- Amateurish internal processes: Probably the most vivid example of how unprofessional and amateurish the internal processes in the billion-dollar FTX company (apparently) were, can be seen in the example of salary payments. For example, employees submitted their requests for wages in an online chat, which were approved by supervisors through personalized emojis.
- Regulators under criticism: As with Wirecard, FTX also came under considerable criticism from the regulator. For example, Bankman-Fried said in a Vox interview that his expressed open attitude toward regulators was "just PR". However: banking regulators (so far) are not even responsible for the largest parts of the crypto market. That is why, for example, the head of the German banking regulator BaFin, Mark Branson, called for the banking system to need a protective wall against the crypto market. In this regard, however, it will be crucial that supervision is internationally coordinated and that effective tools for early detection are used.
- Prominent and influential "ambassadors": Enron was probably the best-known precursor when it came to very targeted lobbying. Thus, the central requirement for managers was to network closely with politicians. In the case of FTX, it was not only politicians (FTX was the largest donor to the Democrats in the 2022 midterms after George Soros with 36 million US dollars), but in particular prominent advertising faces and advocates whose reputations were specifically used. Ethereum founder Vitalik Buterin states in a Twitter post that the scam is the worst crypto scam to date because FTX has always "staged itself as particularly virtuous and law-abiding."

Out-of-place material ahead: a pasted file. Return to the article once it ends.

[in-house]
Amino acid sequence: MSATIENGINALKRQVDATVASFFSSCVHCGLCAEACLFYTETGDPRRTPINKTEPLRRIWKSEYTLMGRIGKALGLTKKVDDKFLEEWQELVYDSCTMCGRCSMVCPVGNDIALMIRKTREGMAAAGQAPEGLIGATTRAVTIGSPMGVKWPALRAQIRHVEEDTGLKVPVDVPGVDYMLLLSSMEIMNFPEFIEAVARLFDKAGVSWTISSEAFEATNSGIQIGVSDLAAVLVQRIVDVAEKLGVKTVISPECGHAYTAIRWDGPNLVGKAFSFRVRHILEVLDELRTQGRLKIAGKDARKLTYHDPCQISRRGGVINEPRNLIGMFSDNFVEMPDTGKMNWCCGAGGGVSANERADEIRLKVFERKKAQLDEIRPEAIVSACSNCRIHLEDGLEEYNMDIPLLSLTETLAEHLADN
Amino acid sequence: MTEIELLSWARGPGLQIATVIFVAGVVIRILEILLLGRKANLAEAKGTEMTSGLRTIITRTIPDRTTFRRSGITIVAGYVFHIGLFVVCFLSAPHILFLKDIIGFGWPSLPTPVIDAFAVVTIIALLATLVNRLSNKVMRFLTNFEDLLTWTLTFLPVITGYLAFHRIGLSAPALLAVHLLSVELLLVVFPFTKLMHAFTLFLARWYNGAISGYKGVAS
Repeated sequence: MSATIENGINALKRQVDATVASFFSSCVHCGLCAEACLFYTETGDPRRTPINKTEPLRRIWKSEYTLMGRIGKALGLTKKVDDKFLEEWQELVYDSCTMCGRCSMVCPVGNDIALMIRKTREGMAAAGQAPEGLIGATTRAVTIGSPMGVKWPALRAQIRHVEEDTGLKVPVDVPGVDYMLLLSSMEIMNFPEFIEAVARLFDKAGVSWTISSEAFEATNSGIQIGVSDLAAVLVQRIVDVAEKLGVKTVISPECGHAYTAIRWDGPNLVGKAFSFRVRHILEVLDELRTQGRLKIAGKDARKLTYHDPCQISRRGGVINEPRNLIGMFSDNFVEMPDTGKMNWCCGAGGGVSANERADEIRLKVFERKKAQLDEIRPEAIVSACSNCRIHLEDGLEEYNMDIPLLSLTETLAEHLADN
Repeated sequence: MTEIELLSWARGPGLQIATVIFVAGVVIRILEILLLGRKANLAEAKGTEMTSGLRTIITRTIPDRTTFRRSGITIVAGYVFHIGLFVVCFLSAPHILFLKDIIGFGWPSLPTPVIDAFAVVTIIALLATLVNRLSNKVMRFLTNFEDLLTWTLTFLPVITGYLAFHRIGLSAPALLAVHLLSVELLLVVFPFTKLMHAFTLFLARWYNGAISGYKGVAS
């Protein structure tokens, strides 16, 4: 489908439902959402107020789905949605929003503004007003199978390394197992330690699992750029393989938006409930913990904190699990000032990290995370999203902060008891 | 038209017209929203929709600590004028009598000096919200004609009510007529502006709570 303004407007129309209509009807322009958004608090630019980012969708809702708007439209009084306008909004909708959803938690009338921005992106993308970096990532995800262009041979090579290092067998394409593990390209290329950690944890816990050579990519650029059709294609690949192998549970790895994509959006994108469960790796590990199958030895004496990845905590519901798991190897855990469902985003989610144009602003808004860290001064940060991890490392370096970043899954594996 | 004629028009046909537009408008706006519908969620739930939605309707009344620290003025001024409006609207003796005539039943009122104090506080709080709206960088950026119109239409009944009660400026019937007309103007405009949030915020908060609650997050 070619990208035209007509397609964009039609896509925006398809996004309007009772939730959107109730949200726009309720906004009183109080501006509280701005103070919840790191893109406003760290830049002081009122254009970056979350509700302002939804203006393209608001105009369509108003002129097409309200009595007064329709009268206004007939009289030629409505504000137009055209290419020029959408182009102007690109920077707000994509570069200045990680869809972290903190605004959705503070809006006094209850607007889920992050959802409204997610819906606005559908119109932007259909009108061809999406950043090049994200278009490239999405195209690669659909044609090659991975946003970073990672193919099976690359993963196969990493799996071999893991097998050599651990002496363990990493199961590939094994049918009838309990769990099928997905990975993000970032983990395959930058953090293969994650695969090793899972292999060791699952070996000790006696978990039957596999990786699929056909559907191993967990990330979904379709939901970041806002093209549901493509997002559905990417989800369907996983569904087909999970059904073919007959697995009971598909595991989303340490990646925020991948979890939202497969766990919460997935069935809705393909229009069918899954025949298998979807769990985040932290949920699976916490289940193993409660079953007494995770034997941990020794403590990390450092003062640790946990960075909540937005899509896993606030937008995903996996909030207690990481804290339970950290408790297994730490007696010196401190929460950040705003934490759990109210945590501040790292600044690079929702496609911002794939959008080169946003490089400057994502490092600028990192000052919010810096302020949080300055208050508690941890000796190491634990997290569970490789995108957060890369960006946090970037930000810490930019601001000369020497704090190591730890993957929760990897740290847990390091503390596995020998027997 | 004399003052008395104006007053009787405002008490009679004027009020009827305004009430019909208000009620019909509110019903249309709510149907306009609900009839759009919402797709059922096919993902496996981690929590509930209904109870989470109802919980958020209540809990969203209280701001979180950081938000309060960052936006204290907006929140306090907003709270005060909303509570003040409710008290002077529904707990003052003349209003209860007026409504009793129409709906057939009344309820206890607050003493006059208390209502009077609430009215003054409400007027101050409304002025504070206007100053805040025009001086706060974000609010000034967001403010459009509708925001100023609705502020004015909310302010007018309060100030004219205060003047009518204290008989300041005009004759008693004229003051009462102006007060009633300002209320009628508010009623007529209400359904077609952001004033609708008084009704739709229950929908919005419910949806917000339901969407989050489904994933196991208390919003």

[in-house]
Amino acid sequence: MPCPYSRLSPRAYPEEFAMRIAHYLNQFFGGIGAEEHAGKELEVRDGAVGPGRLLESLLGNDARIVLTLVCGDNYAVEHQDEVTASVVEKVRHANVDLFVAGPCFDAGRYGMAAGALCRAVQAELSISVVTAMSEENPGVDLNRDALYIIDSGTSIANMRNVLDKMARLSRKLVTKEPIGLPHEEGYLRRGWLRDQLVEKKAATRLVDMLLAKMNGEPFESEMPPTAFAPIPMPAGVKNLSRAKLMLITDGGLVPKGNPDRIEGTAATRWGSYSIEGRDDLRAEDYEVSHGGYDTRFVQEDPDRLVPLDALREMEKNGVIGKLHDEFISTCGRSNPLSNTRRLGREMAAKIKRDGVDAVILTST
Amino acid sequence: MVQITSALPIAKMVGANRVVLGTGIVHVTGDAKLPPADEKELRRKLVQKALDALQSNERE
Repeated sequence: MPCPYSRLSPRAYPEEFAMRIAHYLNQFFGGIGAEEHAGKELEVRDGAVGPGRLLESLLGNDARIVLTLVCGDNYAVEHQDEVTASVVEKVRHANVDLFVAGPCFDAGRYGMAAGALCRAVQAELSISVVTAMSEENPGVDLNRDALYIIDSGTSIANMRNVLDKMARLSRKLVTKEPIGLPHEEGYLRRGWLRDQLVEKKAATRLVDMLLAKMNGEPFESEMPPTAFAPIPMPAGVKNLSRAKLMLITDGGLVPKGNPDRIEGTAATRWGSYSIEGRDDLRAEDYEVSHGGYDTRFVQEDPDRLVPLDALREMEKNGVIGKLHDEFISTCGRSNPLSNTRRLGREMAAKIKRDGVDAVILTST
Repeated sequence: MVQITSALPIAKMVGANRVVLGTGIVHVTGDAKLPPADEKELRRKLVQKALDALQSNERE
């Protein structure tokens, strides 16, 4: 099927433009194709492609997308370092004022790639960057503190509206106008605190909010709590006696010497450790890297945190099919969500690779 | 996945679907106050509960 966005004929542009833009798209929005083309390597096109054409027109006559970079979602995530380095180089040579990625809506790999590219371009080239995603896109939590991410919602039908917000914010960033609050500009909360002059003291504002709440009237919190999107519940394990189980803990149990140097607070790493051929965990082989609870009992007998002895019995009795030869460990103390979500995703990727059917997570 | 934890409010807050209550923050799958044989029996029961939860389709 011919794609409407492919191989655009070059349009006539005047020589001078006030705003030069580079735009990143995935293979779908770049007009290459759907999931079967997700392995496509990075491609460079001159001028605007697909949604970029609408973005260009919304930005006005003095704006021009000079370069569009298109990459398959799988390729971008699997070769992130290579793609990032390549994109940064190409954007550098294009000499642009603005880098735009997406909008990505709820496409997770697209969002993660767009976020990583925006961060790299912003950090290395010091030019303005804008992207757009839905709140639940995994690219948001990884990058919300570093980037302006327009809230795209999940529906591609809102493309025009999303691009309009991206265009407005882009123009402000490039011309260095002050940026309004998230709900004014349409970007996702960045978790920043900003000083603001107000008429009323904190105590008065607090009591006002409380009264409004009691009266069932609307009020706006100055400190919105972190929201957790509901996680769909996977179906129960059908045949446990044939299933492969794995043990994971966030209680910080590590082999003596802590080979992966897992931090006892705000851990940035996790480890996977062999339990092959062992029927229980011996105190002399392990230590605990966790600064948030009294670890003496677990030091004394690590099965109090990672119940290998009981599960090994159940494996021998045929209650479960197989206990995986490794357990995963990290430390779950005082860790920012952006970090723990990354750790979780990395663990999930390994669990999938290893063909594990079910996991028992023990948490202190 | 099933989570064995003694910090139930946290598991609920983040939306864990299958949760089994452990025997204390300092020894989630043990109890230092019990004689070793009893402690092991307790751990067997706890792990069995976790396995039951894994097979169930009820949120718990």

- Greed eats brains: also a classic of the biggest scams! Alameda promised potential investors a 15% return in a 2018 pitch deck - with (supposedly) no risk. - A combination that should strike any good risk manager as odd! But when no risk management exists, risk blindness dominates!
Frank Romeike is founder and managing partner of RiskNET GmbH - The Risk Management Network. He was Chief Risk Officer (CRO) of IBM and has published several standard works on risk management and stochastics.
Dr. Christian Glaser holds a doctorate in risk management and is the chief representative of a well-known financial services provider. He is also a lecturer at several universities and author of several textbooks as well as numerous professional publications in the fields of financial services, corporate governance and management, controlling as well as risk management.